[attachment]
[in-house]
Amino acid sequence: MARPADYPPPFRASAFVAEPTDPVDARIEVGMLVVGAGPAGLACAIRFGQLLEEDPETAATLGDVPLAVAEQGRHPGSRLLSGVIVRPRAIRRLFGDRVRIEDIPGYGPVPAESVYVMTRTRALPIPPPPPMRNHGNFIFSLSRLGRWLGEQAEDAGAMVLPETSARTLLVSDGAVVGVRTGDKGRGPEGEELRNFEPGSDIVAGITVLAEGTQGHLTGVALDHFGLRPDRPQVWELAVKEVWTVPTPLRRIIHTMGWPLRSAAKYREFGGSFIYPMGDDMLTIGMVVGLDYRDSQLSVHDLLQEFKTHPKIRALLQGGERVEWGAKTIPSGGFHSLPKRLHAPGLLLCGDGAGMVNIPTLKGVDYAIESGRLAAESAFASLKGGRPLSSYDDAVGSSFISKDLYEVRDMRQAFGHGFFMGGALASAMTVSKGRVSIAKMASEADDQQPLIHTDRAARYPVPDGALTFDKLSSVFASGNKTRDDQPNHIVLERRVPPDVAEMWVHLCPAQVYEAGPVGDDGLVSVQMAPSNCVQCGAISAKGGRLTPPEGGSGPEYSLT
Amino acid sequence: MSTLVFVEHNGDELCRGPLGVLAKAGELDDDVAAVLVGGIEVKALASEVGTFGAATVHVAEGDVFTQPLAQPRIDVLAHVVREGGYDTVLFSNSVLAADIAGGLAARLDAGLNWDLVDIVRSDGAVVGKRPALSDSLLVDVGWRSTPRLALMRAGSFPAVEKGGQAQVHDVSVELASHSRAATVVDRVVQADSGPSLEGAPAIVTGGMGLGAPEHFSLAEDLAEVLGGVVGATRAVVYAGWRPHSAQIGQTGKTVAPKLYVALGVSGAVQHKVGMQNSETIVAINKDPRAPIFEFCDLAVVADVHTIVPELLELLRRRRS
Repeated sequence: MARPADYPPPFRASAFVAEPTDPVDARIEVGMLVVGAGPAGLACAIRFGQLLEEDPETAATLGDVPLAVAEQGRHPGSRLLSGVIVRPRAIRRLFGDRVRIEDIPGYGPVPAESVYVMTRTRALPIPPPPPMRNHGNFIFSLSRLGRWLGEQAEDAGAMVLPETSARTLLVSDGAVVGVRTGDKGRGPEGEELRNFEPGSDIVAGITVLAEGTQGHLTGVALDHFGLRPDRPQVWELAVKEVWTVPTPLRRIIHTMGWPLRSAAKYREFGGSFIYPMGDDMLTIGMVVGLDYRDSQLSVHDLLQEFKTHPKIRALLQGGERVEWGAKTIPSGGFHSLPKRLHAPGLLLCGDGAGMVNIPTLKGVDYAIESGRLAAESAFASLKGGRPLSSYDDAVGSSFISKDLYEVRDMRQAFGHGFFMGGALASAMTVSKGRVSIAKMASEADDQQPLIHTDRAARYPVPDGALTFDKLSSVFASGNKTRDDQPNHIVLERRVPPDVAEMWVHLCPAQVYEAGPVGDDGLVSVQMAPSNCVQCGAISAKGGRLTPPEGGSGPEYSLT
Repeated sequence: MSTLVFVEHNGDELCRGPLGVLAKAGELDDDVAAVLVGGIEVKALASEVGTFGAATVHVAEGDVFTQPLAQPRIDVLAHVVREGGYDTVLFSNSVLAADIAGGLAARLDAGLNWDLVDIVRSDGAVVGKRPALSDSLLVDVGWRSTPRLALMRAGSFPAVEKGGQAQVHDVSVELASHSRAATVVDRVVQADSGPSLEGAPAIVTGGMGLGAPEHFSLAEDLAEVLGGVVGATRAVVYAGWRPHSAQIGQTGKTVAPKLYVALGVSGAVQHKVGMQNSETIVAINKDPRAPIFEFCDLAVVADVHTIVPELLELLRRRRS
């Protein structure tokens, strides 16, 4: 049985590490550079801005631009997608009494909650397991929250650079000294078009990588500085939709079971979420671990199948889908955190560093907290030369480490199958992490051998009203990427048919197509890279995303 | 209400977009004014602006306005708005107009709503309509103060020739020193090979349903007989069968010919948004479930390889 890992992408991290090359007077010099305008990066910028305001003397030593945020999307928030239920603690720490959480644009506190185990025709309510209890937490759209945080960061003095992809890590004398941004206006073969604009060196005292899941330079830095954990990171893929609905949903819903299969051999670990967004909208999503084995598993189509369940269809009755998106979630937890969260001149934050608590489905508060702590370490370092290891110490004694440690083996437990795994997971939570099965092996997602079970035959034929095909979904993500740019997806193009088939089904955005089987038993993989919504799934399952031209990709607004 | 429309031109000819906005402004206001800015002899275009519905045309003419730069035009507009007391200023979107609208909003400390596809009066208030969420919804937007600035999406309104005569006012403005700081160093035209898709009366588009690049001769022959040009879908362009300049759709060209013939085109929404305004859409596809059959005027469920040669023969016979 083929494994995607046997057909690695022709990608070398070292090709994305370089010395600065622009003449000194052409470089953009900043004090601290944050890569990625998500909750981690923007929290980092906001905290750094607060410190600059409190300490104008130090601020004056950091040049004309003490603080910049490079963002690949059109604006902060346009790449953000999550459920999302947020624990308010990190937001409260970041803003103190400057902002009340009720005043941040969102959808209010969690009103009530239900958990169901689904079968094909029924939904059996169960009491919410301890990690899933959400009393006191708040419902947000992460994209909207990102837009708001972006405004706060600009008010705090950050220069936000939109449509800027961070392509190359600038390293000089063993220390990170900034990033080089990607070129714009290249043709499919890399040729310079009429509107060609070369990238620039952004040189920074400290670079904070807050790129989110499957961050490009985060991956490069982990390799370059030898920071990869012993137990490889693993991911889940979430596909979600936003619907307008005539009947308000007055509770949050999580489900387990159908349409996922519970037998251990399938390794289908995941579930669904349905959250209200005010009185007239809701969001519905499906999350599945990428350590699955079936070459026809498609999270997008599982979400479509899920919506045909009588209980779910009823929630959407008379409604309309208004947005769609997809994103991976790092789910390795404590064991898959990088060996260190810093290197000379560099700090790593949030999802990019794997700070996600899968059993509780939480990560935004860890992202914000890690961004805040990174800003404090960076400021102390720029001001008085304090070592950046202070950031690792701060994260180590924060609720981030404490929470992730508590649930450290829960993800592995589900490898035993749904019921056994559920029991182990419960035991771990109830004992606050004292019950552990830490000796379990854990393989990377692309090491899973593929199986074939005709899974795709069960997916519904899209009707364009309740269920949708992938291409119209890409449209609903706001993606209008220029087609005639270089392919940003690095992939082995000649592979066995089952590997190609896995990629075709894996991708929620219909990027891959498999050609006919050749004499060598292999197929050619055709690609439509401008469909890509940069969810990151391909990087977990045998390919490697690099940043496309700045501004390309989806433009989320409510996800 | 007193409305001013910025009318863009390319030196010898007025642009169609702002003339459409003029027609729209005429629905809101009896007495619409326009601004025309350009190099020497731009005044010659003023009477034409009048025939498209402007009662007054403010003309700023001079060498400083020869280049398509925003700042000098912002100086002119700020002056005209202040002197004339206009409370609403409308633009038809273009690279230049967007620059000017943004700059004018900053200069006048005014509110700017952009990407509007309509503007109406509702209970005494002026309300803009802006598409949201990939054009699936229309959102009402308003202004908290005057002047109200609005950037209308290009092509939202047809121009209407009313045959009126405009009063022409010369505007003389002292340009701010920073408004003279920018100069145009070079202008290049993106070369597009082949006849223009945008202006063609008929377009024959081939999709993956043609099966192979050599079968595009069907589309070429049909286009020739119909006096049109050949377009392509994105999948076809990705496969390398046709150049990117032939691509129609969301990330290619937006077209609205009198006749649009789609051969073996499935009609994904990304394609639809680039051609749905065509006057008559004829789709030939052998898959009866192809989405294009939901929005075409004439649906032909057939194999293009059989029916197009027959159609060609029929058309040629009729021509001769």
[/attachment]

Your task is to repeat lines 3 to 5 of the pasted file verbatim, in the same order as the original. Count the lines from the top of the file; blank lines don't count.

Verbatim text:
Amino acid sequence: MSTLVFVEHNGDELCRGPLGVLAKAGELDDDVAAVLVGGIEVKALASEVGTFGAATVHVAEGDVFTQPLAQPRIDVLAHVVREGGYDTVLFSNSVLAADIAGGLAARLDAGLNWDLVDIVRSDGAVVGKRPALSDSLLVDVGWRSTPRLALMRAGSFPAVEKGGQAQVHDVSVELASHSRAATVVDRVVQADSGPSLEGAPAIVTGGMGLGAPEHFSLAEDLAEVLGGVVGATRAVVYAGWRPHSAQIGQTGKTVAPKLYVALGVSGAVQHKVGMQNSETIVAINKDPRAPIFEFCDLAVVADVHTIVPELLELLRRRRS
Repeated sequence: MARPADYPPPFRASAFVAEPTDPVDARIEVGMLVVGAGPAGLACAIRFGQLLEEDPETAATLGDVPLAVAEQGRHPGSRLLSGVIVRPRAIRRLFGDRVRIEDIPGYGPVPAESVYVMTRTRALPIPPPPPMRNHGNFIFSLSRLGRWLGEQAEDAGAMVLPETSARTLLVSDGAVVGVRTGDKGRGPEGEELRNFEPGSDIVAGITVLAEGTQGHLTGVALDHFGLRPDRPQVWELAVKEVWTVPTPLRRIIHTMGWPLRSAAKYREFGGSFIYPMGDDMLTIGMVVGLDYRDSQLSVHDLLQEFKTHPKIRALLQGGERVEWGAKTIPSGGFHSLPKRLHAPGLLLCGDGAGMVNIPTLKGVDYAIESGRLAAESAFASLKGGRPLSSYDDAVGSSFISKDLYEVRDMRQAFGHGFFMGGALASAMTVSKGRVSIAKMASEADDQQPLIHTDRAARYPVPDGALTFDKLSSVFASGNKTRDDQPNHIVLERRVPPDVAEMWVHLCPAQVYEAGPVGDDGLVSVQMAPSNCVQCGAISAKGGRLTPPEGGSGPEYSLT
Repeated sequence: MSTLVFVEHNGDELCRGPLGVLAKAGELDDDVAAVLVGGIEVKALASEVGTFGAATVHVAEGDVFTQPLAQPRIDVLAHVVREGGYDTVLFSNSVLAADIAGGLAARLDAGLNWDLVDIVRSDGAVVGKRPALSDSLLVDVGWRSTPRLALMRAGSFPAVEKGGQAQVHDVSVELASHSRAATVVDRVVQADSGPSLEGAPAIVTGGMGLGAPEHFSLAEDLAEVLGGVVGATRAVVYAGWRPHSAQIGQTGKTVAPKLYVALGVSGAVQHKVGMQNSETIVAINKDPRAPIFEFCDLAVVADVHTIVPELLELLRRRRS